The ESA has been testing the possibility of using one of mankind's earliest inventions to cope with one of its newest challenges, by testing a concept that would allow satellites to net and de-orbit space debris in a safe and controlled manner. Space debris is an ever-increasing problem, and agencies around the world are starting to take steps to preserve the low-Earth orbit environment vital for a sustainable space industry.
Currently, there are around 12,000 objects exceeding 10 cm in size, and millions smaller orbiting Earth at speeds up to 15 km per second (9.32 miles p/s). If any such object impacted with an operational satellite, or possibly even the International Space Station, the results could be catastrophic. In order to prevent such an occurrence, any satellite due to be placed into an orbit of less than 2,000 km (1,243 miles) above the Earth are now required to incorporate technologies that would either de-orbit the satellite automatically, or push it in to a safe graveyard orbit upon reaching the end of its lifespan.
However the question remains, what can you do with the numerous defunct satellites that are already cluttering up low-Earth orbit? Such objects represent a significant long term hazard, as a collision between a satellite and another object could produce a cloud of smaller debris. To tackle the challenge, ESA has proposed placing satellites in orbit designed to capture large inert objects and manipulate them back into Earth's atmosphere.
However, there are inherent difficulties that make such an operation a daunting prospect. For example, one could not simply dock with the object as you would with another spacecraft, as the debris would most likely be tumbling in an unpredictable manner. Instead, ESA proposes to snag the harmful objects with a simple, low-tech net.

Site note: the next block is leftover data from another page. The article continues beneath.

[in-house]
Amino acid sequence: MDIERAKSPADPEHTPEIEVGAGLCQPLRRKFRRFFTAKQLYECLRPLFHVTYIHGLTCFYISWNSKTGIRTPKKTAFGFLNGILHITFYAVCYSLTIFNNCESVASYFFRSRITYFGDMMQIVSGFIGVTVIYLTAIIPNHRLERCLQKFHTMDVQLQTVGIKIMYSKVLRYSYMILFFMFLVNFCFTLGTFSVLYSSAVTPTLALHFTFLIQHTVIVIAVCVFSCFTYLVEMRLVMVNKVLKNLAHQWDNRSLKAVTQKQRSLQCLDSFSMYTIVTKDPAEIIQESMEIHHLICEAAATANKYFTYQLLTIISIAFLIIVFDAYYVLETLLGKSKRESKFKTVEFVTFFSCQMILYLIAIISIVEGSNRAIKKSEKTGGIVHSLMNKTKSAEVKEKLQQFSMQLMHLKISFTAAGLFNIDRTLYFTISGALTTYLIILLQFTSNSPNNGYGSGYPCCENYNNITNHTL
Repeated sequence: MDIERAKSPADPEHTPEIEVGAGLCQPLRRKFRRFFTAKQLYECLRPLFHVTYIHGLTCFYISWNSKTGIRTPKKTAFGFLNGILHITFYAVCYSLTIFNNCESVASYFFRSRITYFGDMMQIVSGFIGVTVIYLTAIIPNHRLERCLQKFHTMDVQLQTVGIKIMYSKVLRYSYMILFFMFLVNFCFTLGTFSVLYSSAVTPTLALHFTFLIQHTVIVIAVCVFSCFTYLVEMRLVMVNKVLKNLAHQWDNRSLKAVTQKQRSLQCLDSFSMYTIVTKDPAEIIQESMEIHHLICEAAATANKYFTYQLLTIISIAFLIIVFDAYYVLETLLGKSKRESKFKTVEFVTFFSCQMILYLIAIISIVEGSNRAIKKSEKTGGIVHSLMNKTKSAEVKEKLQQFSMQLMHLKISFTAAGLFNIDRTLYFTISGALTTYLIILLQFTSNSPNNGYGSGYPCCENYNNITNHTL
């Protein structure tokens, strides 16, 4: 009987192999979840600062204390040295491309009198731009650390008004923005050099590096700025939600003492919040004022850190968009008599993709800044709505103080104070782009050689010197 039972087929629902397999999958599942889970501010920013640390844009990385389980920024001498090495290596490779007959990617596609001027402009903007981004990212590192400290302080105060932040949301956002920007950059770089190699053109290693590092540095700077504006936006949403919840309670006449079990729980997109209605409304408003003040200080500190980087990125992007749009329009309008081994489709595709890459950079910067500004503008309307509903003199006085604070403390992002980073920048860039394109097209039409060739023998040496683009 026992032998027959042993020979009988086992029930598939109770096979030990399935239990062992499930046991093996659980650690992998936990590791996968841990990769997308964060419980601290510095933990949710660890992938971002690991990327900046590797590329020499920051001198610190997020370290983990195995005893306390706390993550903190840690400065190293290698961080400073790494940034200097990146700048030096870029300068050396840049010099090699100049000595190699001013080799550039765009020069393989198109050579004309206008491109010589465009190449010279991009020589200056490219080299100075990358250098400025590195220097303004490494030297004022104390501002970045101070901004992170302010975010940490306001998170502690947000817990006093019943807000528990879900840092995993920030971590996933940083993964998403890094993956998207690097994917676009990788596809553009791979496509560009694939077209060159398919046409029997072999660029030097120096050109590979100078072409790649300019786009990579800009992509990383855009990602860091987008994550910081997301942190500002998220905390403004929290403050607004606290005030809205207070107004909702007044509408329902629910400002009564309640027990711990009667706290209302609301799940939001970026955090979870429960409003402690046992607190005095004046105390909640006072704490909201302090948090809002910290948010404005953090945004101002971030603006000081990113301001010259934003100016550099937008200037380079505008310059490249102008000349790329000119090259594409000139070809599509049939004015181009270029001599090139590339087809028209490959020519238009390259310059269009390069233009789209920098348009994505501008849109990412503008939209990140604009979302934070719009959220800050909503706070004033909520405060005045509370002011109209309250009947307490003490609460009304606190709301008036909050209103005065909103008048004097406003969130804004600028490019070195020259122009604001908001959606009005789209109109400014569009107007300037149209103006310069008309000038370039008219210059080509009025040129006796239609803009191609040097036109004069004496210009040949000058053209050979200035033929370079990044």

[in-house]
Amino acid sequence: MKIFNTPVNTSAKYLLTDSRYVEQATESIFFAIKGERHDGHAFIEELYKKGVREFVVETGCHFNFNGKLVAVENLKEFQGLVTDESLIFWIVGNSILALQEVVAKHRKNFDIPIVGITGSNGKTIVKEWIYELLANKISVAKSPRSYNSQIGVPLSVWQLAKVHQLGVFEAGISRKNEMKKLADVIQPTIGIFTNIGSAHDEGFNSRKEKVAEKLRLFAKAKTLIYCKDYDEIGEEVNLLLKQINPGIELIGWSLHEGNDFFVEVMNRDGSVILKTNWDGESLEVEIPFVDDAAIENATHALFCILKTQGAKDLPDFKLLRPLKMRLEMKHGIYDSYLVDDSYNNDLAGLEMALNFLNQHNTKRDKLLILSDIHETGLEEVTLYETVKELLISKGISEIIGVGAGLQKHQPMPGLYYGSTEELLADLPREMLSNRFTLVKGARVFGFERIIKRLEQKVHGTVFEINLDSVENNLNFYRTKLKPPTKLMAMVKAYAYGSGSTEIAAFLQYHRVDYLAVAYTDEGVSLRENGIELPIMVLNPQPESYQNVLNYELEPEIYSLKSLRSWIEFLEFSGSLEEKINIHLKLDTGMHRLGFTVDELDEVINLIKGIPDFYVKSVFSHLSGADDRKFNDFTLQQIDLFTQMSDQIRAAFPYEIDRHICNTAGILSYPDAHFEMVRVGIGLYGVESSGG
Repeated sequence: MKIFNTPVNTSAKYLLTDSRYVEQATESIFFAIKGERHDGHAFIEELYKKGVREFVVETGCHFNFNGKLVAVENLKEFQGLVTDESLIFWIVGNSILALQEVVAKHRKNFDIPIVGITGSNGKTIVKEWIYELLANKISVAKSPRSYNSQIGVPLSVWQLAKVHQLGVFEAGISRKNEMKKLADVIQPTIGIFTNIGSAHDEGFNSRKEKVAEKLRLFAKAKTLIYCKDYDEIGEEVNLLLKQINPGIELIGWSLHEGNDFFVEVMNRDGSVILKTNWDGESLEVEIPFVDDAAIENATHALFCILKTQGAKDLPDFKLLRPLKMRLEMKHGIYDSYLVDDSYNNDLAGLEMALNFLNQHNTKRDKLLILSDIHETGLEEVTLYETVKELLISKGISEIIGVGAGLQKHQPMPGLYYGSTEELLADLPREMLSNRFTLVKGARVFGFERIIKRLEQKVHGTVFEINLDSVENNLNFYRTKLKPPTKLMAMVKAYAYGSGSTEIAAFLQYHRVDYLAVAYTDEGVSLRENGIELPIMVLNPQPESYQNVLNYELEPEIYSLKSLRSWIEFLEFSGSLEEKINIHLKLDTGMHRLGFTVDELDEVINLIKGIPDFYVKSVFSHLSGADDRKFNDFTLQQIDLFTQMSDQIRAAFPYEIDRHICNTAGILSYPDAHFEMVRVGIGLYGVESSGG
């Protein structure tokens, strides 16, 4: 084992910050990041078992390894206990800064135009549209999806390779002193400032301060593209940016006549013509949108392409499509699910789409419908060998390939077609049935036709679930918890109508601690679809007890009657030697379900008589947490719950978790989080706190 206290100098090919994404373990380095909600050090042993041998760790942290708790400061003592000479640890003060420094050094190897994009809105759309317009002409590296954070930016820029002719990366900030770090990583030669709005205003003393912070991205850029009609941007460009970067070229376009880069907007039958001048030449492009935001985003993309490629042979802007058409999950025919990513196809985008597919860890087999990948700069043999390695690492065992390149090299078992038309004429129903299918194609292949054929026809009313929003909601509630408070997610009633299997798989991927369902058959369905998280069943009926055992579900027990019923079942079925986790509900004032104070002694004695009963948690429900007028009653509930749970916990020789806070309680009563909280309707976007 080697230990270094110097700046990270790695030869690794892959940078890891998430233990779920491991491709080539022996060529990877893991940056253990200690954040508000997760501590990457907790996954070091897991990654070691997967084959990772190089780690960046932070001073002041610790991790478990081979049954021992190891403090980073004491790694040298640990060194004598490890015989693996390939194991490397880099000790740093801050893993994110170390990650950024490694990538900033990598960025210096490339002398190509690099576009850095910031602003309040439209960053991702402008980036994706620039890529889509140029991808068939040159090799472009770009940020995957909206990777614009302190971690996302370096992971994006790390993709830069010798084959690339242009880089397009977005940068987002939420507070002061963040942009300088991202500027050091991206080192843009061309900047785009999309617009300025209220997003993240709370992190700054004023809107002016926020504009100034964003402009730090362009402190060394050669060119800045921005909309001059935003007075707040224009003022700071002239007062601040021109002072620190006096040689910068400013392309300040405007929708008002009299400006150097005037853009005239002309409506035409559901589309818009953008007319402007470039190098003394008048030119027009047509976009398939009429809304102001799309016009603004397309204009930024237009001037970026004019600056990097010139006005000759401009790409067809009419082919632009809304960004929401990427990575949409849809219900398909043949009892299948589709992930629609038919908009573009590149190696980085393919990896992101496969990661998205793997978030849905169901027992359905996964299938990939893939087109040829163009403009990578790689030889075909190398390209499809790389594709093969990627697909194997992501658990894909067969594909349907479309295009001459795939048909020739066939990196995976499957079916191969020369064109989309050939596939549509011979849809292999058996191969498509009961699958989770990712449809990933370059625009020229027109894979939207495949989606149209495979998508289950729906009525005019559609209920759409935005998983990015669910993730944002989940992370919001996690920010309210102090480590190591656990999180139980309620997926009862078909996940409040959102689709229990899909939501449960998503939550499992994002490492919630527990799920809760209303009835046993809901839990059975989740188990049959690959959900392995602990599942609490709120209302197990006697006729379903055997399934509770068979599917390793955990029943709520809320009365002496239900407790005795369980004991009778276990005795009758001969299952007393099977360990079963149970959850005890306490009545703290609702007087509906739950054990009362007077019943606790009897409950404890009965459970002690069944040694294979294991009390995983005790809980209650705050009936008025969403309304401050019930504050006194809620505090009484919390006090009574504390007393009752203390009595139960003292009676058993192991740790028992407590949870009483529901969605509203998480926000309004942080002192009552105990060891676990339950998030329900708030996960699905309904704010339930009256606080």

ESA recently tested the possibility by firing a series of 20 weighted nets at a mock satellite during a sequence of 21 parabolas in a Canadian Falcon 20 aircraft. Two types of net were shot from a compressed air ejector in order to determine which would be best suited to grappling objects in a low-Earth orbit environment.
It was discovered that thinner hewed versions of the nets were better suited to grappling and snagging the contours of the satellite, over the thicker variant. The success of the test means that the nets may be included in ESA's e.Deorbit mission, which, set to launch in 2021, will test the feasibility of removing large items of space junk from orbit.
Other potential technologies being considered for de-orbiting defunct satellites under ESA's Clean Space initiative include harpooning, utilizing a robotic arm to grapple debris, or even making use of a satellite-mounted ion beam. These concepts and numerous others are set to be discussed at a planned ESA workshop on reducing the impact of the space industry on low-Earth orbit, set to take place on March 17 and 18 this year.
The following video courtesy of ESA shows footage from one of the parabolic test flights.